Leana Wen, Baltimore’s public health crusader (Daily Record)

Leana Wen, Baltimore’s public health crusader

By: Daniel Leaderman 

Note: Originally Appeared in The Daily Record (May 22, 2016)

Just a few months after Dr. Leana Wen took over as Baltimore’s health commissioner, the Freddie Gray riots drew renewed national attention to the city’s struggling neighborhoods and public health challenges including opioid addiction, gun violence and disparities in life expectancy across different zip codes.

Immediately after the riots, when several pharmacies were damaged or closed and left older residents struggling to get their medications, Wen and her staff went door to door in senior-living buildings to spread the word about how the department could help them obtain their prescriptions, food and transportation.

Residents kept asking what candidate they were campaigning for and whether they were conducting a survey, Wen said.

“They weren’t trying to be upset with us,” she said. “They were saying they always saw us — whatever ‘us’ is, the health department, the city, the people in power … as wanting stuff from them for our needs instead of the other way around. And so we’ve completely taken the opposite approach and said, ‘We’re coming to you.’”

In a recent interview with The Daily Record, Wen discussed what she sees as the three key principles of effective public health and how services need to be delivered: that health services need to be delivered where the people are, rather than expecting them to always come to hospital or doctor’s offices; that health is tied to everything, from business to education policy; and that the community must be engaged at every step.

The emergency room doctor also discussed the city’s efforts to confront these issues, the challenges of securing funding, the looming threat posed by the Zika virus and the need for a cultural change regarding prescription drugs.

What follows is a condensed version of that interview.

Are efforts to reduce opioid addiction and overdoses, including expanded access to the overdose antidote Naloxone, starting to show results?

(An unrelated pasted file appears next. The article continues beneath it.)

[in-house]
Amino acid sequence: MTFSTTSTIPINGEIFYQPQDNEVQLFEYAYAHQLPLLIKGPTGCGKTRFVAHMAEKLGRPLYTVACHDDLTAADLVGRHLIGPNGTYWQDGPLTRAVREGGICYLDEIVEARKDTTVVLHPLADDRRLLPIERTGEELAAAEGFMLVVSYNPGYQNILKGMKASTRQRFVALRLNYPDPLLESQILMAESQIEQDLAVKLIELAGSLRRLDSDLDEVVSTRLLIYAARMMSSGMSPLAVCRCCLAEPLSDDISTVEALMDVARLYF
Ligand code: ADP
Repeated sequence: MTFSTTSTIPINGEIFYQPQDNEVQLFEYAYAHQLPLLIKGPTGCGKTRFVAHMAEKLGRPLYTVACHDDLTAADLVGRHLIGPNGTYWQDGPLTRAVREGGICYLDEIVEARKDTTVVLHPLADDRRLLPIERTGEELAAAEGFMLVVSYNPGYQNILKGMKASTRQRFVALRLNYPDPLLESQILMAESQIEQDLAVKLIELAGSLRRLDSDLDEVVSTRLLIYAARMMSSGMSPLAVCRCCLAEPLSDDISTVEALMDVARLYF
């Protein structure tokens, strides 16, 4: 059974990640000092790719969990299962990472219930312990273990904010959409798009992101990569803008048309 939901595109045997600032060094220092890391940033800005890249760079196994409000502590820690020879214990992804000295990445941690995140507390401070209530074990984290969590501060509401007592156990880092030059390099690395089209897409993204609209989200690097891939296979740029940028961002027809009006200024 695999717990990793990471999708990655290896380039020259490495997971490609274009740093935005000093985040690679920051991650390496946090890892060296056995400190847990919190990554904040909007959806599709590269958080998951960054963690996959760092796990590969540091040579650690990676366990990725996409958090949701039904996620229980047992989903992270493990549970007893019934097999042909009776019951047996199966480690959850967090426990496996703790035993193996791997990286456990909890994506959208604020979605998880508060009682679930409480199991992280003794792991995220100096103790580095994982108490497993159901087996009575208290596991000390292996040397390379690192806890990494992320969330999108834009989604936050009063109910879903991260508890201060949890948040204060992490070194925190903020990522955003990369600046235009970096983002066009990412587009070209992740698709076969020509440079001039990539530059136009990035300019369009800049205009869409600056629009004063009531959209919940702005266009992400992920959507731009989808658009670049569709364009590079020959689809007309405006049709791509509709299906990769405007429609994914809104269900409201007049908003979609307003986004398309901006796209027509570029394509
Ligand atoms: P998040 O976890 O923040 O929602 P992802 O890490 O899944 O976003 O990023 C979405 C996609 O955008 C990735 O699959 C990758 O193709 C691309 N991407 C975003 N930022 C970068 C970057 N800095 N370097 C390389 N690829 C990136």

This is where public health gets messy, because it’s harder to track our results than it is to track [those] of public works … we know the number of naloxone kits we’ve distributed, we know that we have trained over 11,000 people since 2015. That’s a lot of people … police have already rescued more than 20 people [from overdoses] themselves, and we know there have been hundreds of others saved across our city. Those are numbers that are satisfying.

What is not so satisfying is the number of overdoses continues to climb … [but] if you look at the trends across the country, the number of people overdosing in the last 10 years has quadrupled; in Baltimore City it’s climbed, but it hasn’t even doubled. I’m not saying it’s good that the number of overdoses has continued to increase, but it’s a matter of how you measure it.

Also, another reason why our naloxone training alone is not enough is what I saw in the [emergency department]. You have a patient who comes in and overdoses again and again, but unless you’re able to get them into treatment you’re just treading water. And so we started a 24/7 phone line [to help people connect with drug treatment].

That number started in October, [and] we get 1,000 calls a week. It’s amazing, I think, but that illustrates a need that’s there. We still need to expand access to treatment.

 Is there enough focus being put on addiction prevention? Is there some strategy that hasn’t been tried, but should?

Prevention is a double-edged sword: on the one hand, of course I completely agree that prevention is important. I don’t want people getting started on heroin, I don’t want people getting addicted to prescription drugs … 80 percent of people who use heroin first got started using prescription drugs. …

Our society and our perception needs to change because our kids are seeing this quick-fix culture. If you sprained your ankle 10 years ago, you’d put ice on it … you wouldn’t go to the doctor saying, “Can I get prescription painkillers for it?”